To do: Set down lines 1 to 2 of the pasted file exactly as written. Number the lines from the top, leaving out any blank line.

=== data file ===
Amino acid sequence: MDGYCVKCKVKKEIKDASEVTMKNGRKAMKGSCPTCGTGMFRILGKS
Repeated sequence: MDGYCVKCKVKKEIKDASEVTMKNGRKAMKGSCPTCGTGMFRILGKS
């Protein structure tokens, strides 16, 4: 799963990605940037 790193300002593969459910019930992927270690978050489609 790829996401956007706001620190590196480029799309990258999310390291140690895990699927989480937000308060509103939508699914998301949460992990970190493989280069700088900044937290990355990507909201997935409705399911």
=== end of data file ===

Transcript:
Amino acid sequence: MDGYCVKCKVKKEIKDASEVTMKNGRKAMKGSCPTCGTGMFRILGKS
Repeated sequence: MDGYCVKCKVKKEIKDASEVTMKNGRKAMKGSCPTCGTGMFRILGKS